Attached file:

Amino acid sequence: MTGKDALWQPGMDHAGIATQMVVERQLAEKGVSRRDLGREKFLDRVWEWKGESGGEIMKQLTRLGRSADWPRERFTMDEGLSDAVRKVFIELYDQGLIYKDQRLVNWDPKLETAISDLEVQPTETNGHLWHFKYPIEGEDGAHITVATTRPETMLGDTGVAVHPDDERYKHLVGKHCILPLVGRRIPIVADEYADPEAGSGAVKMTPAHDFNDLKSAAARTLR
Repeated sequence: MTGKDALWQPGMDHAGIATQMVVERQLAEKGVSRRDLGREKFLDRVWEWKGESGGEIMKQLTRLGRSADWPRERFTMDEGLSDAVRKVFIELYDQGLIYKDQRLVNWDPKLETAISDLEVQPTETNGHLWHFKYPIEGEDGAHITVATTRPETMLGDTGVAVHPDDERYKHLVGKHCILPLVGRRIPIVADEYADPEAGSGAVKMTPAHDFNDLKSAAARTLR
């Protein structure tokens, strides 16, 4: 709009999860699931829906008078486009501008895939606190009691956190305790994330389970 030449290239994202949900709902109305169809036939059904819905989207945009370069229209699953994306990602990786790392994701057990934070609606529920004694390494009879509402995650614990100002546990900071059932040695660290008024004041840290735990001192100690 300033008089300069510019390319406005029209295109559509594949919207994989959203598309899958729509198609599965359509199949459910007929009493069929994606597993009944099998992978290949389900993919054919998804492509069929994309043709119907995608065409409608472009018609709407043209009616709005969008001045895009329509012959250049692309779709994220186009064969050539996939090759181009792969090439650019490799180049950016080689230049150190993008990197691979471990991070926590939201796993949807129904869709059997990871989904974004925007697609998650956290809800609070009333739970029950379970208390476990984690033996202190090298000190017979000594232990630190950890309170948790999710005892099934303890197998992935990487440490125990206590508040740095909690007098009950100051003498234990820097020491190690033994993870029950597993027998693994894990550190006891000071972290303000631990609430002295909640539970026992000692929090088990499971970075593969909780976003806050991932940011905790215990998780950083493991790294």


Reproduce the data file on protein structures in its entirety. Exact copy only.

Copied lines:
Amino acid sequence: MTGKDALWQPGMDHAGIATQMVVERQLAEKGVSRRDLGREKFLDRVWEWKGESGGEIMKQLTRLGRSADWPRERFTMDEGLSDAVRKVFIELYDQGLIYKDQRLVNWDPKLETAISDLEVQPTETNGHLWHFKYPIEGEDGAHITVATTRPETMLGDTGVAVHPDDERYKHLVGKHCILPLVGRRIPIVADEYADPEAGSGAVKMTPAHDFNDLKSAAARTLR
Repeated sequence: MTGKDALWQPGMDHAGIATQMVVERQLAEKGVSRRDLGREKFLDRVWEWKGESGGEIMKQLTRLGRSADWPRERFTMDEGLSDAVRKVFIELYDQGLIYKDQRLVNWDPKLETAISDLEVQPTETNGHLWHFKYPIEGEDGAHITVATTRPETMLGDTGVAVHPDDERYKHLVGKHCILPLVGRRIPIVADEYADPEAGSGAVKMTPAHDFNDLKSAAARTLR
């Protein structure tokens, strides 16, 4: 709009999860699931829906008078486009501008895939606190009691956190305790994330389970 030449290239994202949900709902109305169809036939059904819905989207945009370069229209699953994306990602990786790392994701057990934070609606529920004694390494009879509402995650614990100002546990900071059932040695660290008024004041840290735990001192100690 300033008089300069510019390319406005029209295109559509594949919207994989959203598309899958729509198609599965359509199949459910007929009493069929994606597993009944099998992978290949389900993919054919998804492509069929994309043709119907995608065409409608472009018609709407043209009616709005969008001045895009329509012959250049692309779709994220186009064969050539996939090759181009792969090439650019490799180049950016080689230049150190993008990197691979471990991070926590939201796993949807129904869709059997990871989904974004925007697609998650956290809800609070009333739970029950379970208390476990984690033996202190090298000190017979000594232990630190950890309170948790999710005892099934303890197998992935990487440490125990206590508040740095909690007098009950100051003498234990820097020491190690033994993870029950597993027998693994894990550190006891000071972290303000631990609430002295909640539970026992000692929090088990499971970075593969909780976003806050991932940011905790215990998780950083493991790294």